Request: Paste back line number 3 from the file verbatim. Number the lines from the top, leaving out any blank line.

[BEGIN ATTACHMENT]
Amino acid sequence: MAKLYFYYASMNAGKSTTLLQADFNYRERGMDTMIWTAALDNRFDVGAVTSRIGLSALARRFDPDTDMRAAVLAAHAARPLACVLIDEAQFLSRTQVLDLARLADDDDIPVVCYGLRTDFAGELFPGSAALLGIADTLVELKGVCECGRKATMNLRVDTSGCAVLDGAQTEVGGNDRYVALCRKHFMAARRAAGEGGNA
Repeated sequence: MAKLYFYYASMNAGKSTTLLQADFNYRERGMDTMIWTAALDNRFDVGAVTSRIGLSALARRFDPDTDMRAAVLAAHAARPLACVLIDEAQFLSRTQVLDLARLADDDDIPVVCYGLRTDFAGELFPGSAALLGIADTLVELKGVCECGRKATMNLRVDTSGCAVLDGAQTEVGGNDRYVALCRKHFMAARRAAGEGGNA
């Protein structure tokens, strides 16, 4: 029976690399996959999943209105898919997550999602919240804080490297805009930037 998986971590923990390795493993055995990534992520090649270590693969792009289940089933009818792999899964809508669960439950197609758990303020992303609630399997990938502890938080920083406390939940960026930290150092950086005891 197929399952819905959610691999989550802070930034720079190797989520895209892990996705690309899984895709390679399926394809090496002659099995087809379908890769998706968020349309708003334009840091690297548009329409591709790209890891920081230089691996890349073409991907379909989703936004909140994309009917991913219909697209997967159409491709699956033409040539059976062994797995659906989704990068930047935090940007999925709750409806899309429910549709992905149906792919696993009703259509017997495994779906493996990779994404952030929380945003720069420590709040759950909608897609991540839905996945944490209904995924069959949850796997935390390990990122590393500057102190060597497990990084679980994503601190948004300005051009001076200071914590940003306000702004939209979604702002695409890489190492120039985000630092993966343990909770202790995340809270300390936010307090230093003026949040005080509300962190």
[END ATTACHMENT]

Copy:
């Protein structure tokens, strides 16, 4: 029976690399996959999943209105898919997550999602919240804080490297805009930037 998986971590923990390795493993055995990534992520090649270590693969792009289940089933009818792999899964809508669960439950197609758990303020992303609630399997990938502890938080920083406390939940960026930290150092950086005891 197929399952819905959610691999989550802070930034720079190797989520895209892990996705690309899984895709390679399926394809090496002659099995087809379908890769998706968020349309708003334009840091690297548009329409591709790209890891920081230089691996890349073409991907379909989703936004909140994309009917991913219909697209997967159409491709699956033409040539059976062994797995659906989704990068930047935090940007999925709750409806899309429910549709992905149906792919696993009703259509017997495994779906493996990779994404952030929380945003720069420590709040759950909608897609991540839905996945944490209904995924069959949850796997935390390990990122590393500057102190060597497990990084679980994503601190948004300005051009001076200071914590940003306000702004939209979604702002695409890489190492120039985000630092993966343990909770202790995340809270300390936010307090230093003026949040005080509300962190």